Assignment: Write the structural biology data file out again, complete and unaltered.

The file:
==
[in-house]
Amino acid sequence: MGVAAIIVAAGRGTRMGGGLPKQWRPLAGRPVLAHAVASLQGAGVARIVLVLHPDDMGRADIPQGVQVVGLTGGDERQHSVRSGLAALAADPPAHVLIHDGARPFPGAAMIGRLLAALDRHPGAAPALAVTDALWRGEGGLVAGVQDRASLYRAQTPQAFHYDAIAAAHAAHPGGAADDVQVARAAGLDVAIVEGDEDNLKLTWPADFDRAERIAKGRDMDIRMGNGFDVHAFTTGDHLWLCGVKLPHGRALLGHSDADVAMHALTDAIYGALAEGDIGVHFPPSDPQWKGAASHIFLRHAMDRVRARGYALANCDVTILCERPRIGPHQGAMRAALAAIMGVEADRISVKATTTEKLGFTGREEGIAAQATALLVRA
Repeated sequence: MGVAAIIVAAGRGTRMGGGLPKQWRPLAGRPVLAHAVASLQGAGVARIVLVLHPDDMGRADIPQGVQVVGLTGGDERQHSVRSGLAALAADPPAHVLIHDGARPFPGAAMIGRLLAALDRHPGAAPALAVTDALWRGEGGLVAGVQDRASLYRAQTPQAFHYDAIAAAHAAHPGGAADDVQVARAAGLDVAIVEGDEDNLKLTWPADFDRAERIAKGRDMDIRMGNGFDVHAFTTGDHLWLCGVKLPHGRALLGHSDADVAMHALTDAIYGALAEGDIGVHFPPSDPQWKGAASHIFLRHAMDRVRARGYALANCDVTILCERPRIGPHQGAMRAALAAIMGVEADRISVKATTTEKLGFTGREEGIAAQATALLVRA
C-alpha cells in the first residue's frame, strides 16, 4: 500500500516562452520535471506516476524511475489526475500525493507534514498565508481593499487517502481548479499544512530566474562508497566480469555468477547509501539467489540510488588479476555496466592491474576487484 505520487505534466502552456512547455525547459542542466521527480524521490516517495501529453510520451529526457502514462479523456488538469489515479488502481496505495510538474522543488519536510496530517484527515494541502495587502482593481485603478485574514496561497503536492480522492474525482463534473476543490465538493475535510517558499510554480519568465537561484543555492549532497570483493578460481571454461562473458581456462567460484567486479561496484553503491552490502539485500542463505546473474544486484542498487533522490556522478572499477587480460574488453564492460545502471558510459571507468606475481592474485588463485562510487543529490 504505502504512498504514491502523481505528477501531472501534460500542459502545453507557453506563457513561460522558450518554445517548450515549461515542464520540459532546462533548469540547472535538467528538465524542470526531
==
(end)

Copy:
[in-house]
Amino acid sequence: MGVAAIIVAAGRGTRMGGGLPKQWRPLAGRPVLAHAVASLQGAGVARIVLVLHPDDMGRADIPQGVQVVGLTGGDERQHSVRSGLAALAADPPAHVLIHDGARPFPGAAMIGRLLAALDRHPGAAPALAVTDALWRGEGGLVAGVQDRASLYRAQTPQAFHYDAIAAAHAAHPGGAADDVQVARAAGLDVAIVEGDEDNLKLTWPADFDRAERIAKGRDMDIRMGNGFDVHAFTTGDHLWLCGVKLPHGRALLGHSDADVAMHALTDAIYGALAEGDIGVHFPPSDPQWKGAASHIFLRHAMDRVRARGYALANCDVTILCERPRIGPHQGAMRAALAAIMGVEADRISVKATTTEKLGFTGREEGIAAQATALLVRA
Repeated sequence: MGVAAIIVAAGRGTRMGGGLPKQWRPLAGRPVLAHAVASLQGAGVARIVLVLHPDDMGRADIPQGVQVVGLTGGDERQHSVRSGLAALAADPPAHVLIHDGARPFPGAAMIGRLLAALDRHPGAAPALAVTDALWRGEGGLVAGVQDRASLYRAQTPQAFHYDAIAAAHAAHPGGAADDVQVARAAGLDVAIVEGDEDNLKLTWPADFDRAERIAKGRDMDIRMGNGFDVHAFTTGDHLWLCGVKLPHGRALLGHSDADVAMHALTDAIYGALAEGDIGVHFPPSDPQWKGAASHIFLRHAMDRVRARGYALANCDVTILCERPRIGPHQGAMRAALAAIMGVEADRISVKATTTEKLGFTGREEGIAAQATALLVRA
C-alpha cells in the first residue's frame, strides 16, 4: 500500500516562452520535471506516476524511475489526475500525493507534514498565508481593499487517502481548479499544512530566474562508497566480469555468477547509501539467489540510488588479476555496466592491474576487484 505520487505534466502552456512547455525547459542542466521527480524521490516517495501529453510520451529526457502514462479523456488538469489515479488502481496505495510538474522543488519536510496530517484527515494541502495587502482593481485603478485574514496561497503536492480522492474525482463534473476543490465538493475535510517558499510554480519568465537561484543555492549532497570483493578460481571454461562473458581456462567460484567486479561496484553503491552490502539485500542463505546473474544486484542498487533522490556522478572499477587480460574488453564492460545502471558510459571507468606475481592474485588463485562510487543529490 504505502504512498504514491502523481505528477501531472501534460500542459502545453507557453506563457513561460522558450518554445517548450515549461515542464520540459532546462533548469540547472535538467528538465524542470526531